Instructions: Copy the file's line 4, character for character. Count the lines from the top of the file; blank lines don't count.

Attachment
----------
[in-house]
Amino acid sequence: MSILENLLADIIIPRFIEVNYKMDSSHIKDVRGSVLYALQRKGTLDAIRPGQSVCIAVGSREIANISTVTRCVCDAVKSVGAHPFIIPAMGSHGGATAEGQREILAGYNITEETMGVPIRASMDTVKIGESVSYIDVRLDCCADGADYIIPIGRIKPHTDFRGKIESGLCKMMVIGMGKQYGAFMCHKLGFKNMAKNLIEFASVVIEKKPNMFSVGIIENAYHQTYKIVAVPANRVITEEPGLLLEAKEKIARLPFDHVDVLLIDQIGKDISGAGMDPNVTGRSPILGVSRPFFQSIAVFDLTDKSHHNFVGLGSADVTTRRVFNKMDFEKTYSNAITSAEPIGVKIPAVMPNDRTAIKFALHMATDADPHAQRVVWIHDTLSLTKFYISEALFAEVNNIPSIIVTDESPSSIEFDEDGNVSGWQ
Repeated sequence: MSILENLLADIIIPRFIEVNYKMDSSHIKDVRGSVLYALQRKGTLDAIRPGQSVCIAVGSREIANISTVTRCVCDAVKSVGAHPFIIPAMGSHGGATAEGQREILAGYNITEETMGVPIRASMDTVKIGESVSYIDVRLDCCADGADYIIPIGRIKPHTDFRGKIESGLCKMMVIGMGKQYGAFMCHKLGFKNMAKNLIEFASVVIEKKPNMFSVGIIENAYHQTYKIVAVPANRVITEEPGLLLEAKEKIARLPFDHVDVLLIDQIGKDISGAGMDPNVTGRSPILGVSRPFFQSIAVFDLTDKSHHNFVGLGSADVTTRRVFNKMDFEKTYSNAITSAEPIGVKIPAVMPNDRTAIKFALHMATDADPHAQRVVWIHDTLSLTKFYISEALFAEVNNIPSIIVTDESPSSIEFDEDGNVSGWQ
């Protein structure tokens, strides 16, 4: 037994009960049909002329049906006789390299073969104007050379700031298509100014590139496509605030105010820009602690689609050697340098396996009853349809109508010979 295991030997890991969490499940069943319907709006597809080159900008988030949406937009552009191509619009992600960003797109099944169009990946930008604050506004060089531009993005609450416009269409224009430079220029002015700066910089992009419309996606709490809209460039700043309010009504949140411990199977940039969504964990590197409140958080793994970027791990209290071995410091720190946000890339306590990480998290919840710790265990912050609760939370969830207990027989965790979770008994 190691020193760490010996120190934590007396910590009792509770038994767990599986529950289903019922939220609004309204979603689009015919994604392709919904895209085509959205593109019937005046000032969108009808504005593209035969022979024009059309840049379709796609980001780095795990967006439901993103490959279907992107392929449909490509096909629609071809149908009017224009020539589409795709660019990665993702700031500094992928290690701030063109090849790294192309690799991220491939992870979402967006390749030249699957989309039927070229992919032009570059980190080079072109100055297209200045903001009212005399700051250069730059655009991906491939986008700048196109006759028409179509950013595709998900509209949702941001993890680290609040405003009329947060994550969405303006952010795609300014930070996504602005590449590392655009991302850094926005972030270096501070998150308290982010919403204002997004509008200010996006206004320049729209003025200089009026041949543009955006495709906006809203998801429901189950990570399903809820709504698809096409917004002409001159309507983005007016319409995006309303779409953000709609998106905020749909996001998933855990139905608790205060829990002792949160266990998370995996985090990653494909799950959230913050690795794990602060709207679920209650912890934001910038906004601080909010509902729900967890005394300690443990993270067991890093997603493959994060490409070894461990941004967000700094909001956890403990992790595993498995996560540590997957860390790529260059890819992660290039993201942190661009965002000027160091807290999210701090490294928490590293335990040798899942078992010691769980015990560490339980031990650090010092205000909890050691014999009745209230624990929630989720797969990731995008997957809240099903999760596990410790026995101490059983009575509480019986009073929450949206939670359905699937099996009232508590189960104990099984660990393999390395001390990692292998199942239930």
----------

């Protein structure tokens, strides 16, 4: 037994009960049909002329049906006789390299073969104007050379700031298509100014590139496509605030105010820009602690689609050697340098396996009853349809109508010979 295991030997890991969490499940069943319907709006597809080159900008988030949406937009552009191509619009992600960003797109099944169009990946930008604050506004060089531009993005609450416009269409224009430079220029002015700066910089992009419309996606709490809209460039700043309010009504949140411990199977940039969504964990590197409140958080793994970027791990209290071995410091720190946000890339306590990480998290919840710790265990912050609760939370969830207990027989965790979770008994 190691020193760490010996120190934590007396910590009792509770038994767990599986529950289903019922939220609004309204979603689009015919994604392709919904895209085509959205593109019937005046000032969108009808504005593209035969022979024009059309840049379709796609980001780095795990967006439901993103490959279907992107392929449909490509096909629609071809149908009017224009020539589409795709660019990665993702700031500094992928290690701030063109090849790294192309690799991220491939992870979402967006390749030249699957989309039927070229992919032009570059980190080079072109100055297209200045903001009212005399700051250069730059655009991906491939986008700048196109006759028409179509950013595709998900509209949702941001993890680290609040405003009329947060994550969405303006952010795609300014930070996504602005590449590392655009991302850094926005972030270096501070998150308290982010919403204002997004509008200010996006206004320049729209003025200089009026041949543009955006495709906006809203998801429901189950990570399903809820709504698809096409917004002409001159309507983005007016319409995006309303779409953000709609998106905020749909996001998933855990139905608790205060829990002792949160266990998370995996985090990653494909799950959230913050690795794990602060709207679920209650912890934001910038906004601080909010509902729900967890005394300690443990993270067991890093997603493959994060490409070894461990941004967000700094909001956890403990992790595993498995996560540590997957860390790529260059890819992660290039993201942190661009965002000027160091807290999210701090490294928490590293335990040798899942078992010691769980015990560490339980031990650090010092205000909890050691014999009745209230624990929630989720797969990731995008997957809240099903999760596990410790026995101490059983009575509480019986009073929450949206939670359905699937099996009232508590189960104990099984660990393999390395001390990692292998199942239930």